At the same time as writing Connectedness, I also write regularly about creative writing at my blog http://www.sandradanby.com/blog/. I love reading and so cannot resist reviewing books for my blog. Some are advance preview copies and some are bought on recommendation from friends. Probably 50% are old favourites taken from my bookshelf or borrowed from the library and re-read with pleasure.
My second blog, Notes on a Spanish Valley http://notesonaspanishvalley.com/ is a diary about our life in the quiet countryside of Andalucía. Nature notes, recipes, our journey to self-sufficiency with solar power and spring water, and photographs of our beautiful hidden valley. It is an adventure to live here, and 900 followers share our Spanish journey.
Do you think that reviews help books sell?
I know that I buy books based on three things: book covers which catch my eye in a bookshop, usually passing through an airport or railway station; reviews in newspapers, magazines and book blogs; word of mouth recommendations from friends. On my Kindle are two books recommended to me by a friend who lives in Singapore: The Gift of Rain and The Garden of Evening Mists by Malaysian writer Tan Twan Eng.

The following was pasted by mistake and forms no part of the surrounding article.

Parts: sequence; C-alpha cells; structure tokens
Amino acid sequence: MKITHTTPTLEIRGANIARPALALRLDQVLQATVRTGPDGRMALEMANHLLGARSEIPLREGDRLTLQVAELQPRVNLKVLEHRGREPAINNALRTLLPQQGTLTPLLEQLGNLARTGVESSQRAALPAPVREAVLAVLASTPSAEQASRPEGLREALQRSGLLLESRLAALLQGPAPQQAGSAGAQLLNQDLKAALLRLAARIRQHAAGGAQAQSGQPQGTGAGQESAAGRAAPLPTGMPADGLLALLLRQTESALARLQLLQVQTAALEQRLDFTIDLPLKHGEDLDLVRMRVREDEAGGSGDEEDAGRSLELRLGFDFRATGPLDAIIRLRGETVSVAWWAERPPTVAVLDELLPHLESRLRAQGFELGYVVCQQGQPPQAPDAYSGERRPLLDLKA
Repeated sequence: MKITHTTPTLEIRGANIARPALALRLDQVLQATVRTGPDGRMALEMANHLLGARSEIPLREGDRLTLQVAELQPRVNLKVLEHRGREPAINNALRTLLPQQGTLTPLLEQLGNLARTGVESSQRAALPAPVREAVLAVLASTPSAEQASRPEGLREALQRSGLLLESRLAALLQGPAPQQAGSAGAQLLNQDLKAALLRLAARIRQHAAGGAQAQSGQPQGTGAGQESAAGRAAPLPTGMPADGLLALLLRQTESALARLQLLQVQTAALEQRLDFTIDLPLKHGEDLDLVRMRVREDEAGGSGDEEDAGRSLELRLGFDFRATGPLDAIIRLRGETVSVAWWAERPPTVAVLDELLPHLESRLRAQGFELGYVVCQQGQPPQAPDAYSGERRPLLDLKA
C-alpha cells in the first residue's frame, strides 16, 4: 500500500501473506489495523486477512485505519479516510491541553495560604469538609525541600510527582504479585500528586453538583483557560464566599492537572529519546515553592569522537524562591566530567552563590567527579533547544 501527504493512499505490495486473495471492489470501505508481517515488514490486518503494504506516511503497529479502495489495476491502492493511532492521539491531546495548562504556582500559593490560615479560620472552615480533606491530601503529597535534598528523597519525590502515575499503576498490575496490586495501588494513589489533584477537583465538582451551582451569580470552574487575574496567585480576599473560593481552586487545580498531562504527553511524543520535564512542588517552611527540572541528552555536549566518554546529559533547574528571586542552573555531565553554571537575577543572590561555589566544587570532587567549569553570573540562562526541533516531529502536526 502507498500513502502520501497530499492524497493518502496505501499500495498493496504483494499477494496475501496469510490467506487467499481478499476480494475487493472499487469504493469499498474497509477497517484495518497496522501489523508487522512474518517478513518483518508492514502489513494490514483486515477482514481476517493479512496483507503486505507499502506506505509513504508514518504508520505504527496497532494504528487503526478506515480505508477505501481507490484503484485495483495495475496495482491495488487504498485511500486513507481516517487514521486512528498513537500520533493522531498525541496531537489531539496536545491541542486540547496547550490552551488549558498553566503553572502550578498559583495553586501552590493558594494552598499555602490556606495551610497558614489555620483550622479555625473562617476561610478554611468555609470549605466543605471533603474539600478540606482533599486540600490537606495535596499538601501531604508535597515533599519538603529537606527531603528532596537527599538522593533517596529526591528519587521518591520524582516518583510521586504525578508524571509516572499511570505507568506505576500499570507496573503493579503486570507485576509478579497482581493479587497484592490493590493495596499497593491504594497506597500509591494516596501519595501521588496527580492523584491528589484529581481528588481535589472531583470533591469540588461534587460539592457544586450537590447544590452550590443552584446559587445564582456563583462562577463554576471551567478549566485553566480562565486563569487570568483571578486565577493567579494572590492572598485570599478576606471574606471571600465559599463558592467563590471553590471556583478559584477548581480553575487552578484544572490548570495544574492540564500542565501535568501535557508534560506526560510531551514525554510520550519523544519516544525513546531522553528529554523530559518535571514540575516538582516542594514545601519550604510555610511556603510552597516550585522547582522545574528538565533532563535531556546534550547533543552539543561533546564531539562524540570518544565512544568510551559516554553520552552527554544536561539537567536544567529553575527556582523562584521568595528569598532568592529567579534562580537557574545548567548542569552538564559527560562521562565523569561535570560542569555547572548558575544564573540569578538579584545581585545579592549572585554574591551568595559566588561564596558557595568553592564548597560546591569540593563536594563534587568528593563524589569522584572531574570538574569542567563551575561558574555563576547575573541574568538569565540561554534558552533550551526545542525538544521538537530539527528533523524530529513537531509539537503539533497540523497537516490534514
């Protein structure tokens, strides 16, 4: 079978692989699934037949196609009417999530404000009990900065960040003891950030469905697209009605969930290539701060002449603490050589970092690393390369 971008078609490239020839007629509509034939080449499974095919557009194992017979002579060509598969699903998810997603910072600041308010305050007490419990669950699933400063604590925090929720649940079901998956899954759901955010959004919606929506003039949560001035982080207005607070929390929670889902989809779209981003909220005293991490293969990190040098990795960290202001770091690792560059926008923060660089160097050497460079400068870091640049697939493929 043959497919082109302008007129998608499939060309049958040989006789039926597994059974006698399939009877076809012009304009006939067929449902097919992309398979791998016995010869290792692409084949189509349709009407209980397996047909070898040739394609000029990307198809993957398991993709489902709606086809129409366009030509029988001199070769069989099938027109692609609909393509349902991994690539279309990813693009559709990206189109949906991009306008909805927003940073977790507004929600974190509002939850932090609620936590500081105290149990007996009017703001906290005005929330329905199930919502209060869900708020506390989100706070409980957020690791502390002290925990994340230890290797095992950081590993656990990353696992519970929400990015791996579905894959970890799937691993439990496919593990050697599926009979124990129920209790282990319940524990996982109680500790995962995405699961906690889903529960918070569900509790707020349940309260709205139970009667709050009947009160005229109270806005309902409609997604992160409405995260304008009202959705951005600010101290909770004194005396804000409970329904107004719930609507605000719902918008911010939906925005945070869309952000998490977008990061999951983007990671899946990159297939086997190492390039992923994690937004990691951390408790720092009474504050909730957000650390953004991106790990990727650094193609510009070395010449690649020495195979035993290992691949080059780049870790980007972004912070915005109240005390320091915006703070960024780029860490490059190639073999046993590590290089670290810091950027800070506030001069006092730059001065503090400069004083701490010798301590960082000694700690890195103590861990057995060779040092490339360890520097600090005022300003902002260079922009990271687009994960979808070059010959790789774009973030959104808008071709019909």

Were you ever given any good advice about writing and if so what was it?
Don’t get hung up on word count when you’re writing. Just get it out, get the words down. Don’t count or keep a regular tally: that’s like trying to swim while wearing a strait-jacket. And definitely don’t re-write as you go along: that’s what re-drafting is for. Greg Mosse, author and creative writing teacher – and husband of Kate Mosse, author of The Languedoc Trilogy – said once that Kate’s first draft of Labyrinth was half a million words. Half a million! And I was worried that the first draft of Ignoring Gravity was 140,000 words. Greg’s point was: just let the story develop, and go where it takes you.
If you had a chance to live your life all over again would you still write books?
And read them too… absolutely, I can’t imagine ever doing anything else!
About Sandra Danby
Sandra Danby grew up on a small dairy farm at the bleak edge of East Yorkshire where England meets the North Sea. She started reading early and has never stopped. After a degree in English Literature in London, she became a journalist. She now writes fiction full-time.
Watch Sandra Danby talk about the inspiration for Ignoring Gravity: http://youtu.be/TcOzrhGRc48
Watch the book trailer for Ignoring Gravity: http://youtu.be/jpzWKR4gx8I
For the latest information about the ‘Rose Haldane: Identity Detective’ series by Sandra Danby, sign up for her newsletter [published 1-2 times a year]: http://www.sandradanby.com/about/